The University of Alabama in Huntsville recently dissolved a contract with a self-styled business guru — who had a history of fraudulent business practices — to help develop a piece of teaching technology aimed primarily at K-12 students. But some observers are wondering why it took the university six months to terminate the relationship after unsavory details of the entrepreneur’s past came to light — and why due diligence did not stop the university from signing the contract in the first place.
The university went into business in 2007 with Bernard Dohrmann — an entrepreneur who has a long history of run-ins with federal watchdogs, including two convictions — to help monetize a tool called Super Teaching. It entered into a contract in December of that year with a company called Life Success Academy, headed by Dohrmann and his wife, as well as another company called Monte Sano Associates, to help test and improve the Super Teaching hardware.
Super Teaching is a system of teaching purportedly designed to harness the short attention spans of today’s students. It does this by projecting images onto three screens at the front of the classroom, and rotating slides related to the lesson with various unrelated images so as to stimulate the brain into a state of optimal receptivity, according to promotional materials.
In return for studying and improving the Super Teaching system, Alabama-Huntsville would collect a share of the revenue once the system, which was projected to cost at least tens of thousands of dollars per classroom, was turned into a commercial product, according to a copy of the contract that the university provided to Inside Higher Ed.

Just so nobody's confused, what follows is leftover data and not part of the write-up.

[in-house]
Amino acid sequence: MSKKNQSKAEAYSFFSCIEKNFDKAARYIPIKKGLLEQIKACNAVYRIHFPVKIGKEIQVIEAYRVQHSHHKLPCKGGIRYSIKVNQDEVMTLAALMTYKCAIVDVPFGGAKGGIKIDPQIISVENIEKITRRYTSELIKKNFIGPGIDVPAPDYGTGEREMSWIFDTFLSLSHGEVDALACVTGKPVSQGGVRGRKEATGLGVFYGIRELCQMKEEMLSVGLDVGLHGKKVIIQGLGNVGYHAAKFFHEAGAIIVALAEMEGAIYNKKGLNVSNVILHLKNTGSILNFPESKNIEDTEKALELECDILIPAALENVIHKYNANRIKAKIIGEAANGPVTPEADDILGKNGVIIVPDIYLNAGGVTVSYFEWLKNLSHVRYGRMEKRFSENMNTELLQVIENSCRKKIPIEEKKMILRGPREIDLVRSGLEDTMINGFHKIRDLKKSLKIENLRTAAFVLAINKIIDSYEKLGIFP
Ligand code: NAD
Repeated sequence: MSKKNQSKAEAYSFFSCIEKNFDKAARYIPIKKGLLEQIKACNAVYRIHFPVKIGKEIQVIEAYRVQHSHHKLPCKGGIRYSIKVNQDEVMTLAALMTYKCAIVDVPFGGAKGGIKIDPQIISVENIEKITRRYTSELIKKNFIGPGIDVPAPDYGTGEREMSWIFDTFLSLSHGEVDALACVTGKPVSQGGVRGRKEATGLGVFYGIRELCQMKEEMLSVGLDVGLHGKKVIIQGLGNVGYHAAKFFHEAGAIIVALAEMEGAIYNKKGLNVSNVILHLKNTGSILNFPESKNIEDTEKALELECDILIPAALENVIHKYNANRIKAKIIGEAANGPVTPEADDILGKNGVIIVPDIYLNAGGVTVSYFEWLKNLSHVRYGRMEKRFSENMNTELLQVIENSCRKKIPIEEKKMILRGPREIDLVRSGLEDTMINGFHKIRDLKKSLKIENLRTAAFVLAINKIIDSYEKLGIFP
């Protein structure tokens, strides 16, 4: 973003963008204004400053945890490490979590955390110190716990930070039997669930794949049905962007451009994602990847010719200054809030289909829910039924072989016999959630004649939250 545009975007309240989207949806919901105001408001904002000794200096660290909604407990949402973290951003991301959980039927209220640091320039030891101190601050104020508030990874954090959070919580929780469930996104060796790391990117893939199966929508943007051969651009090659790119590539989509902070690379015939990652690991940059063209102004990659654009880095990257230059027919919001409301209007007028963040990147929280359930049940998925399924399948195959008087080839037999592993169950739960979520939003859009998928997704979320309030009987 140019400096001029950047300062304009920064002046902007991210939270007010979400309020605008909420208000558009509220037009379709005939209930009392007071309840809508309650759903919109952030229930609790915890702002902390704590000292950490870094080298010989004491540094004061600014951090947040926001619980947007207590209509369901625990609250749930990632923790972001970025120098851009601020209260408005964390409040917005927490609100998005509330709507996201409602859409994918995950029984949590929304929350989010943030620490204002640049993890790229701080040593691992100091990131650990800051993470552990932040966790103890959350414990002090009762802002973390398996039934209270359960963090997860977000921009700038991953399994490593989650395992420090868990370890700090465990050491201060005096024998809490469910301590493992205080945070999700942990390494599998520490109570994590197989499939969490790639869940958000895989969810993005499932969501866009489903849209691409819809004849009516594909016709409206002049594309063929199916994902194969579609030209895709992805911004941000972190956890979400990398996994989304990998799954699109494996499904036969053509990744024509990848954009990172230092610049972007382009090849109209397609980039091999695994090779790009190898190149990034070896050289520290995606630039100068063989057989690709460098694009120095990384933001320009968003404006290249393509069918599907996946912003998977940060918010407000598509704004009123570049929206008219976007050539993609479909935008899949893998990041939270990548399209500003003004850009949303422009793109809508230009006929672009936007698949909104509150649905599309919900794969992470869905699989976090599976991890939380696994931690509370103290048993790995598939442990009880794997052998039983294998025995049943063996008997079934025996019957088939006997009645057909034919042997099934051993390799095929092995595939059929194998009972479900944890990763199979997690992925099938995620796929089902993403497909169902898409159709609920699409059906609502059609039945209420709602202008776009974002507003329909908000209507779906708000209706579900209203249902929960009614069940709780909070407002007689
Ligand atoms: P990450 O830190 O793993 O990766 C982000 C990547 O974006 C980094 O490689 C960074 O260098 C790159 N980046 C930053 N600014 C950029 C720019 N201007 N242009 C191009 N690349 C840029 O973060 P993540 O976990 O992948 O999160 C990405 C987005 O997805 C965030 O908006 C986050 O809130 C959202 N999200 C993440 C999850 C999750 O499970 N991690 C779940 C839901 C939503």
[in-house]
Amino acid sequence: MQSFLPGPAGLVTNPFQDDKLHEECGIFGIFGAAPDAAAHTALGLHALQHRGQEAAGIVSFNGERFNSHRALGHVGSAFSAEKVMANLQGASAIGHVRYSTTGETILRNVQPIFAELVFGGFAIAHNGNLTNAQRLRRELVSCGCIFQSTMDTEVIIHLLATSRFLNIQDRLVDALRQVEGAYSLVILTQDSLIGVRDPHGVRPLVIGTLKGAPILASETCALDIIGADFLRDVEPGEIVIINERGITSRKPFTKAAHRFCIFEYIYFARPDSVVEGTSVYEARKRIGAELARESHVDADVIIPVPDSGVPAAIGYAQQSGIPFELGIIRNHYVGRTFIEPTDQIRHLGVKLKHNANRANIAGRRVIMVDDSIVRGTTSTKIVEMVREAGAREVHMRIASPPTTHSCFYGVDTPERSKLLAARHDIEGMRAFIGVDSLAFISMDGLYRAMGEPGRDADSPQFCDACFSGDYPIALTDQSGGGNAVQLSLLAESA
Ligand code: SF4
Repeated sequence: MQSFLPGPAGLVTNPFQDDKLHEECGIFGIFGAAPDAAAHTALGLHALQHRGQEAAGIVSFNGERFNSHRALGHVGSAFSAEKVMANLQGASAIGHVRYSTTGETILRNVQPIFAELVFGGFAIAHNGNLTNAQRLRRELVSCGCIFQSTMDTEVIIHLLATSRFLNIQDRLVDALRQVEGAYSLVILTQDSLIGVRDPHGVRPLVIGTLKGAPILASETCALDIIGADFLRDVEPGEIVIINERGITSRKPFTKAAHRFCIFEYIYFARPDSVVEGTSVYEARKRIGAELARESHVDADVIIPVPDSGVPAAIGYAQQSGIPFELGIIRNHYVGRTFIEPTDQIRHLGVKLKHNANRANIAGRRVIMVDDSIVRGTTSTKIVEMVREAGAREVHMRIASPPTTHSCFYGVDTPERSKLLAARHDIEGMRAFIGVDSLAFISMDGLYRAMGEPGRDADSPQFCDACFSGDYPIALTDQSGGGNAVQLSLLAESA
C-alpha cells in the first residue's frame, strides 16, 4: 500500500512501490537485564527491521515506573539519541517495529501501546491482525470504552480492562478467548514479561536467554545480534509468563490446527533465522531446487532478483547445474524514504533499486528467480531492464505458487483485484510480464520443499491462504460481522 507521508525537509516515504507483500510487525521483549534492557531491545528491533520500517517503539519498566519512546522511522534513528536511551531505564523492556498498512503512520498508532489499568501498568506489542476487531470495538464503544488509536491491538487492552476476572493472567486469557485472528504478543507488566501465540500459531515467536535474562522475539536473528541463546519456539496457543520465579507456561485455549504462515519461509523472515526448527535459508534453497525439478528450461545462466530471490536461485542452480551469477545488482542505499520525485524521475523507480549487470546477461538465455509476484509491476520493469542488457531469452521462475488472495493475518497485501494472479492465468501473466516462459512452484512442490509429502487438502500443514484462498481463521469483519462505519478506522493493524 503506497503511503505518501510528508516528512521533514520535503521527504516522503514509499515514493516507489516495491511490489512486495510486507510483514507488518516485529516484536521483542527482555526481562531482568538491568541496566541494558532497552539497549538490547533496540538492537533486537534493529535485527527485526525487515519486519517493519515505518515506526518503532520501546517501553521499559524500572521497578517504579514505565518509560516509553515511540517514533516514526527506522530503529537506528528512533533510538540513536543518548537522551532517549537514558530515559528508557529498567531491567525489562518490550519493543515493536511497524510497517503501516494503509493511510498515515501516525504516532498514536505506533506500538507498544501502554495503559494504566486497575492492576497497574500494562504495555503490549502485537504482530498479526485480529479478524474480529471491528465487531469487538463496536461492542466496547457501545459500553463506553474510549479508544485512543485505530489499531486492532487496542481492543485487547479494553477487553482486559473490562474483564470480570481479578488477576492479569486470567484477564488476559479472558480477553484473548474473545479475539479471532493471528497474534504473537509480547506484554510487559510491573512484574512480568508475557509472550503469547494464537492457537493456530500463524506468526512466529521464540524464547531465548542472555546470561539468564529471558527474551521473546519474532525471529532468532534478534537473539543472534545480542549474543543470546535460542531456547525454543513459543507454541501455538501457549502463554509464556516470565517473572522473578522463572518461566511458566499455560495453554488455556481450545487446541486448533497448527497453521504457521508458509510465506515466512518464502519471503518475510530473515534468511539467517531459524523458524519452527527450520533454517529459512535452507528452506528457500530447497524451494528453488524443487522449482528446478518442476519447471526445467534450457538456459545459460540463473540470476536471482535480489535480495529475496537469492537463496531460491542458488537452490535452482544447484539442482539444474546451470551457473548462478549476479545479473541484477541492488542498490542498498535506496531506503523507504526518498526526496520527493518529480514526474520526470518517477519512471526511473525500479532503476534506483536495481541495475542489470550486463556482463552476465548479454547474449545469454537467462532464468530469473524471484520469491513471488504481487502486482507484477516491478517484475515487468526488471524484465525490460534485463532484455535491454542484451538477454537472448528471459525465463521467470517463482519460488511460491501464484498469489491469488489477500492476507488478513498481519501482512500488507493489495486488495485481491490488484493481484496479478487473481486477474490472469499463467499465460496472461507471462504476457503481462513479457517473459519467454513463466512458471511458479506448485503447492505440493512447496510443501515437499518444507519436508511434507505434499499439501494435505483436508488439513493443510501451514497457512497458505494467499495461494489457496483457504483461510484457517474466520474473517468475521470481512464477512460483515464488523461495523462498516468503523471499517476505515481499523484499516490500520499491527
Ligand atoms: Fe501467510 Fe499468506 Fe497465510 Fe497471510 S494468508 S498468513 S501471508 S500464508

Things never made it that far. The university dissolved its relationship with Life Success Academy and Monte Sano Associates two months ago, without Super Teaching ever being sold as a product. According to Kannan Grant, the director of technology commercialization at the university and one of the signatories of the contract, the university backed out because “there was no market for it.”
In the end, nobody made a buck from the deal, including the university. Alabama-Huntsville officials say that, since Dohrmann set up the equipment for free, the university didn’t lose any money, either — except, perhaps, for the labor hours of university employees charged with improving the system.
Pals with a convicted ‘con man’
Still, some observers believe that Alabama-Huntsville should have ended its deal with the Dohrmanns much earlier, and for different reasons. Six months earlier Brian LeCompte, an engineer and Huntsville alumnus who runs a political blog called Flashpoint, wrote a lengthy post enumerating Dohrmann’s history of shady dealings and sharply criticizing the university for legitimating the work of a “huckster” whom “most reputable institutions wouldn’t touch with a ten-foot pole.” The student newspaper at Huntsville followed up a month and a half later with an article headlined “Learning at the Speed of Con.”
Both accounts referred to a 2002 San Francisco Chronicle article outlining the history of legal troubles surrounding Dohrmann’s moneymaking ventures. The article, written after Dohrmann re-emerged as an organizer of expensive business seminars in Los Angeles, reported that he had been convicted for illegal business practices twice — once in 1975, for securities fraud, and again in 1995, for misrepresenting sales figures to investors in one of his companies. The Securities and Exchange Commission also charged Dohrmann with deceptive sales practices in 1982, in connection with his work for an investment diamond retailer, but he settled out of court. After his 1995 conviction, a U.S. attorney called Dohrmann a “very dangerous con man.”